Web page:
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There are different ways to graph a linear function. Sometimes, the way the rule of the function is written, can dictate the simplest way to graph it. Below, the graphs of linear functions given in *slope-intercept form* will be explored.

y=mx+b

f(x)=2x+1,

because it has a slope of 2 and a y-intercept at (0,1).
To graph a line in slope-intercept form, the slope, m, and the y-intercept, b, are both needed. Consider the linear function y=2x−3. Since the rule is written as y=mx+b, it can be seen that

$m=2=12 andb=-3.$

To graph the line, plot the y-intercept, then use the slope to find another point on the line. Specifically, from (0,-3), move up 2 units and right 1 unit. Next, draw a line through both points to create the graph of the linear function.

In Clear Lake, Iowa, during a particular evening, there is a 3-inch layer of snow on the ground. At midnight, it begins to snow. Each hour, one inch of snow falls. Graph a function that shows the amount of snow on the ground from midnight to 6 AM.

Show Solution

To begin, we can define the quantities that x and y represent.

- Let x represent the number of hours it's been snowing.
- Let y represent the number of inches of snow on the ground.

The graph above shows the function f(x)=x+3. It can be seen that, at 6AM, there is a total of 9 inches of snow on the ground.

Key features are certain characteristics of the graphs of functions that are noteworthy. For linear functions, a graph's intercepts, increasing/decreasing intervals, and end behavior are important.

The graph shows the function $f(x)=-32 x+4.$ Describe the intercepts, increasing/decreasing intervals, and end behavior. Then, show the features on the graph.

Show Solution

To begin, we'll describe each of the features. A graph's x- and y-intercepts are the points where the graph intersects the x- and y-axes, respectively. It can be seen that f intersects the x-axis at (6,0) and the y-axis at (0,4). Thus,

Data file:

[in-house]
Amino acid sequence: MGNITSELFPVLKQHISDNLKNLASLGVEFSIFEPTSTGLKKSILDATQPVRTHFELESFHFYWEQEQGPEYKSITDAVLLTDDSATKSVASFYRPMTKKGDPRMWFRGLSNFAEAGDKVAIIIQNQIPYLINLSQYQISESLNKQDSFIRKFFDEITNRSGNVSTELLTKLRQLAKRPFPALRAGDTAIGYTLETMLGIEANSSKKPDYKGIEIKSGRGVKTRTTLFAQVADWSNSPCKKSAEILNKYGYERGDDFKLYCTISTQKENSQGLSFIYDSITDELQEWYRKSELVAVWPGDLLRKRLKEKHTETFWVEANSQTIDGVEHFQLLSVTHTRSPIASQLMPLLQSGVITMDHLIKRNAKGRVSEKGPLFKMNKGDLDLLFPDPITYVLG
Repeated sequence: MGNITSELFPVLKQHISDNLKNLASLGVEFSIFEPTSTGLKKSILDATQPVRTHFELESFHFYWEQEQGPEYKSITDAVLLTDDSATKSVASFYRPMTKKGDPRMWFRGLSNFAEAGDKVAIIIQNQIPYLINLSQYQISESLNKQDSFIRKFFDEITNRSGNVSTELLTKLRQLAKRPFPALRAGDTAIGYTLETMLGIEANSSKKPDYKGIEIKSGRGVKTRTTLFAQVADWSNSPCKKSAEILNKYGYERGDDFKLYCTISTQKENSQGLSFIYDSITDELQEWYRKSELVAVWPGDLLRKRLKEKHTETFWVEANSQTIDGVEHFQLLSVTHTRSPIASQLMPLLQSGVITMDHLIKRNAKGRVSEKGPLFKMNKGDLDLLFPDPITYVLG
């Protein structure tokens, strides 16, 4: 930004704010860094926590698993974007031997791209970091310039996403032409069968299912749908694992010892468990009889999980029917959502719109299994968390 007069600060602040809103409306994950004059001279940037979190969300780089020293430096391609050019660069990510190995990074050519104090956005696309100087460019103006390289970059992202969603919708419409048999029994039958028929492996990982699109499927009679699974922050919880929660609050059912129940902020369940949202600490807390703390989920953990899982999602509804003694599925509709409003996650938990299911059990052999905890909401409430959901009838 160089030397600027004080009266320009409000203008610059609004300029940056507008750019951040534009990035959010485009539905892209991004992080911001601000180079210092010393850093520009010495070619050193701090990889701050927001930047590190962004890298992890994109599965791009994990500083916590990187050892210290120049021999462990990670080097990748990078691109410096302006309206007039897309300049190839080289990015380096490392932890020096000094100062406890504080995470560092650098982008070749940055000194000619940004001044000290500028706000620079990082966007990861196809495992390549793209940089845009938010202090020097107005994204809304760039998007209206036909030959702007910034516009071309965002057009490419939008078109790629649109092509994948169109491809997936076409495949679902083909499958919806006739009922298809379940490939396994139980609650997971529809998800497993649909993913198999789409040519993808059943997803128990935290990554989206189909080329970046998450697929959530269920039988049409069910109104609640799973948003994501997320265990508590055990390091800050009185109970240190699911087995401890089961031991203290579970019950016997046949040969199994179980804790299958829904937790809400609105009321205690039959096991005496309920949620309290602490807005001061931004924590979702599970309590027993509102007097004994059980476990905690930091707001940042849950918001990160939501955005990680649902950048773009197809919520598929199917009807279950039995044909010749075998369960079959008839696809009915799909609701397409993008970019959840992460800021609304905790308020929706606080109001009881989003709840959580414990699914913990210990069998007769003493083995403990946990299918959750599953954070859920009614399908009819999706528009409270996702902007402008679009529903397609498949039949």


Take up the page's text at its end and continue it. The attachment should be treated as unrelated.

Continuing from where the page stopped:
*negative.* Notice that this corresponds with f's negative slope.

Looking at the graph, we can see that the left end extends upward and the right end extends downward. Thus, the end behavior of f can be written as follows.

$x=6andy=4.$

Since f is a linear function, it has a constant rate of change. This means the line will always be increasing or always decreasing. Looking from left to right on the graph, it can be seen that, as x increases, f(x) decreases infinitely. Thus, $Decreasing Interval:-∞<x<+∞$

Since f always decreases, we can say f is Looking at the graph, we can see that the left end extends upward and the right end extends downward. Thus, the end behavior of f can be written as follows.

$Asx→-∞,Asx→+∞, f(x)→+∞f(x)→--∞ $

Lastly, we'll label the features on the graph.
The function y=f(x) is comprised of all the (x,y) points that satisfy its function rule. For example, some of the points that lie on the line y=x+3 are
All of the x-y pairs that satisfy an equation are the points on the corresponding graph. Thus, the solution(s) to an equation can be found using a graph.

Use the graph of y=2.5x−1.5 to solve the equation 6=2.5x−1.5.

Show Solution

The given graph shows all of the x-y pairs that satisfy y=2.5x−1.5. Let's begin by comparing the function rule with the equation.

$function rule:y=2.5x−1.5equation:6=2.5x−1.5 $

Since the right-hand side of both the function rule and the equation are the same, it follows then that y=6.

Thus, solving the equation 6=2.5x−1.5 means finding the x-coordinate of the point on the graph of y=2.5x−1.5 whose y-coordinate is 6. We'll find this point by first locating the point on the graph where y=6.
We can move down from this point on the graph to find the x-coordinate.

Since the desired point on the graph is (3,6), the solution to 6=2.5x−1.5 is x=3. We can verify this value by substituting it into the equation to see if a true statement is made. Since a true statement is made, we can confirm that the solution to the equation is x=3. {{ 'mldesktop-placeholder-grade' | message }} {{ article.displayTitle }}!

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